Review by Jan Rosenberg
And you think your family has problems? In 1970’s Galveston Texas, a family gathers together for the first time in years to mourn the death of Grandfather Travis. Surviving widower Ruby (Suzanna Hay) is joined by her son Bobby (played by the playwright, James Wesley), her daughter in-law Cheryl (Lori Hammel), and her two granddaughters Cathy (Stacey Bone-Gleason) and Patti (Juli Wesley). Also there for moral support are Bobby’s distant sister Edna (Anika Larsen) and uber-Christian Aunt June (Eve Plumb). What starts out as a fairly normal dysfunctional family reunion ends up being more devastating than the funeral.
Aunt June is demanding to read her brother in-law’s new will, but Ruby claims it doesn’t exist. June, a bible thumper with a mean streak, is convinced that her brother in-law has left the house to her. Plumb portrays June with enough bite to make us contemptuous of her, while simultaneously making us sympathetic of a woman who is so lonely that she has to bully her blood relatives into submission. While June goes on a wild goose chase for the new will, Bobby attempts to quell his wife Cheryl’s financial worries. Sure, bus drivers don’t make much, and he hasn’t been able to keep the same job for over a year, but Bobby insists that their moving in with his mother is only temporary.
After dinner, a bomb is dropped. Cheryl learns from her eldest daughter Cathy that Grandfather Travis may have been sexually abusing youngest daughter Patti. Ruby, who has never shown much warmth towards her daughter in-law, attempts to excuse her husband’s behavior. She offers Cheryl an ultimatum behind Bobby’s back. As long as Cheryl keeps quiet about Travis’s ‘habits’, she will leave the house to them. Ruby is a fascinating and complicated character, and Hay's performance is emotionally startling. At times she comes off as a martyr and at other times, a monster.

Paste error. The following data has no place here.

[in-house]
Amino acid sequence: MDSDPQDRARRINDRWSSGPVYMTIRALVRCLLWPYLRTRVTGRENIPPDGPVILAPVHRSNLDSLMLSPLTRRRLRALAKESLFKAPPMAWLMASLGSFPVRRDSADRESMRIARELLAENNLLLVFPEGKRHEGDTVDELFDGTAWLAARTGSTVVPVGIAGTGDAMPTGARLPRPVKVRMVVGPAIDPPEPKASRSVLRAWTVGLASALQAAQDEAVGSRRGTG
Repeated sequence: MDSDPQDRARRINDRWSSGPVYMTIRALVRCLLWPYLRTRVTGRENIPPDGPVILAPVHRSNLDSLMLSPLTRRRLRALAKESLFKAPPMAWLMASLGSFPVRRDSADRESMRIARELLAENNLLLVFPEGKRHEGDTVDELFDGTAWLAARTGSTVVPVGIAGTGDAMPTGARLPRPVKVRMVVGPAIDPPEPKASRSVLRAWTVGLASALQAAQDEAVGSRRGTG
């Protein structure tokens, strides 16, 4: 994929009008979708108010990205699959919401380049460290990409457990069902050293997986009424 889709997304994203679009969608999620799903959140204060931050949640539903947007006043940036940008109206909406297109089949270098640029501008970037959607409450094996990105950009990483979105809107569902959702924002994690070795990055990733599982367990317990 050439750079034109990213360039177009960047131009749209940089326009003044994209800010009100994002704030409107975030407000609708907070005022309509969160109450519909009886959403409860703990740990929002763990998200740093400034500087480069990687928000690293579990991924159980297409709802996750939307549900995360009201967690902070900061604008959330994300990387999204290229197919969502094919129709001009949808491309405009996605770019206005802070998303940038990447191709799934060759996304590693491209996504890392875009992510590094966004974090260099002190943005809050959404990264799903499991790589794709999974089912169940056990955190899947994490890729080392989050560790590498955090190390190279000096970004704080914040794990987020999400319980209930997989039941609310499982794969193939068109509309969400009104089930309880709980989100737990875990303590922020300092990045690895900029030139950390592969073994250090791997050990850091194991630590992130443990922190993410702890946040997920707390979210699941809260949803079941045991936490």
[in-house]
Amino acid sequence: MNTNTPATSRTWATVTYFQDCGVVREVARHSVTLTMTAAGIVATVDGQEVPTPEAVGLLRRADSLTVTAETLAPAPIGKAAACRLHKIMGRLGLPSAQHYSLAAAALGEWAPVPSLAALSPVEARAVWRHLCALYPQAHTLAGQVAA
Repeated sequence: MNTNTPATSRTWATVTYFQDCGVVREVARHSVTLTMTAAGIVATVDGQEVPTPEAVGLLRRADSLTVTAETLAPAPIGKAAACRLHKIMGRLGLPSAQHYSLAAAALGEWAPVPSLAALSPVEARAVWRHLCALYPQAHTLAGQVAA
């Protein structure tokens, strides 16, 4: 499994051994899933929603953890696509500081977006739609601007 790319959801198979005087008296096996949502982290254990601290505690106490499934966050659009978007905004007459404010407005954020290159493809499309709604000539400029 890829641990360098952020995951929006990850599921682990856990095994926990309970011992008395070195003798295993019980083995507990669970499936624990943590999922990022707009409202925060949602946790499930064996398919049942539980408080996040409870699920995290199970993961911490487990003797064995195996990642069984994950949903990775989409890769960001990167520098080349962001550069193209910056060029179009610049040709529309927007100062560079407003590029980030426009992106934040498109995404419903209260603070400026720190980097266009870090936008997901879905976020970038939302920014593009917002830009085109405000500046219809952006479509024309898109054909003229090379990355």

The confrontations that follow leads to several shocking family secrets being revealed, all of which threaten to turn them against each other for good. After a while, the epic load of dirty laundry is a bit unbelievable. But the excellent cast, led by director Jason St. Little, makes up for whatever qualms I had with this slightly melodramatic family saga.
“Unbroken Circle” is a fascinating exploration of how far family members will go to protect one another. How much pain can one family endure, and when will the vicious cycle of abuse end? At times shocking and at others thoroughly heartbreaking, James Wesley’s playwriting debut is indeed an effective one. This fictional family is one you won’t soon forget.
“Unbroken Circle” continues its open-ended run at St. Luke’s Theatre (308 W. 46th St., on the corner of 8th Ave), 212-239-6200, http://www.unbrokencircletheplay.com